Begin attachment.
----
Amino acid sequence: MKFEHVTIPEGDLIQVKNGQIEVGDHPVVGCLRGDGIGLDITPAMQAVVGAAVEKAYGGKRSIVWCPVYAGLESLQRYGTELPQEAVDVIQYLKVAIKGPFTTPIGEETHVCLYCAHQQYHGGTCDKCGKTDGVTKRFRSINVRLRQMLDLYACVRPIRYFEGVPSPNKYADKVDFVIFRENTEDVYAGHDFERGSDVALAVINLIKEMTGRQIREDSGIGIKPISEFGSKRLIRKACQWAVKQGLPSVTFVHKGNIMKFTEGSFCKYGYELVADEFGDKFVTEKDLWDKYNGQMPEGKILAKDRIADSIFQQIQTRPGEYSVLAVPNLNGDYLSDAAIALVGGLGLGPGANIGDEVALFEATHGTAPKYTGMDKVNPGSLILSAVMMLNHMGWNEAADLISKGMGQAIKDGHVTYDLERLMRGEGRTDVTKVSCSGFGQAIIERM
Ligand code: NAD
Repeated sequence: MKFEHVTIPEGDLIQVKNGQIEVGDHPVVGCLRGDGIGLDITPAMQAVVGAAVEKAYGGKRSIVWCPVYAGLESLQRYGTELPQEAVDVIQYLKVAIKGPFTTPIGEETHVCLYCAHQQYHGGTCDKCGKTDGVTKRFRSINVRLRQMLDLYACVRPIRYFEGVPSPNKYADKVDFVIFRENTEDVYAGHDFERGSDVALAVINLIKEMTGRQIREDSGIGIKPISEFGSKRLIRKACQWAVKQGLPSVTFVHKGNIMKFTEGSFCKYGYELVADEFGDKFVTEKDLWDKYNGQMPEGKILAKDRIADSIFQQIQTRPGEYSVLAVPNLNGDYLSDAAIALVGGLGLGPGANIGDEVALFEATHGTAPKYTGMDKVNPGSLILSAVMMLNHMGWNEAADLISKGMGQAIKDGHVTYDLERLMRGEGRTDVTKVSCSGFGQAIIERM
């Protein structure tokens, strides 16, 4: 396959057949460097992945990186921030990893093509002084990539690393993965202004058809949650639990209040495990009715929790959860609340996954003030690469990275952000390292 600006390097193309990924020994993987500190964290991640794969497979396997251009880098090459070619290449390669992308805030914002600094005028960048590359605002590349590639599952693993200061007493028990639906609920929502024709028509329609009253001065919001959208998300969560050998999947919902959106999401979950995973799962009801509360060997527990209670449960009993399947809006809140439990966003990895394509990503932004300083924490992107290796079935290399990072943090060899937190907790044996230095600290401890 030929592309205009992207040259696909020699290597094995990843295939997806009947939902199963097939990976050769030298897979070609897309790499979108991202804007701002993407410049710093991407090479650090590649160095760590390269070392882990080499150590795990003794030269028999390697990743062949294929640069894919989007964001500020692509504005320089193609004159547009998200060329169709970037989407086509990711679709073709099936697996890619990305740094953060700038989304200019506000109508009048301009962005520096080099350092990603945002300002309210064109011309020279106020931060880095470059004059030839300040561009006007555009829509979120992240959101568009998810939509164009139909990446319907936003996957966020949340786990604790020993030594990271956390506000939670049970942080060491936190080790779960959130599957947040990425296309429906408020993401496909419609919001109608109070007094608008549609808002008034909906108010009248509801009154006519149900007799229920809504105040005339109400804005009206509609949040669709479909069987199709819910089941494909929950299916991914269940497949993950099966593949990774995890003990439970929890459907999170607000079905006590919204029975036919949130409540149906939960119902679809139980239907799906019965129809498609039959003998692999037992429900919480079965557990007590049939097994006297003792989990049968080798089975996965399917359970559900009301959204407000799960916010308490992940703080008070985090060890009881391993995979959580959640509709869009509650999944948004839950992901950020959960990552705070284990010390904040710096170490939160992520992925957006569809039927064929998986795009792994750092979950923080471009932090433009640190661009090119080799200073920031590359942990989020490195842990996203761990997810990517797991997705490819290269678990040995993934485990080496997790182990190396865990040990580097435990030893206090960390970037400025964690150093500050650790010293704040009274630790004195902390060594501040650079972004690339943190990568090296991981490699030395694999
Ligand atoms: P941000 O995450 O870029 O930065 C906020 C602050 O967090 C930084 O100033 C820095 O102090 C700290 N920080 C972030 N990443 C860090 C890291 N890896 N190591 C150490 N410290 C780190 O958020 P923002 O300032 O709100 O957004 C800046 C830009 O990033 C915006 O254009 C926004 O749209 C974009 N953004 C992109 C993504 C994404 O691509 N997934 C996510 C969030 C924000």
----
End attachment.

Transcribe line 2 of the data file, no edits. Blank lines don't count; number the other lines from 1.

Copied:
Ligand code: NAD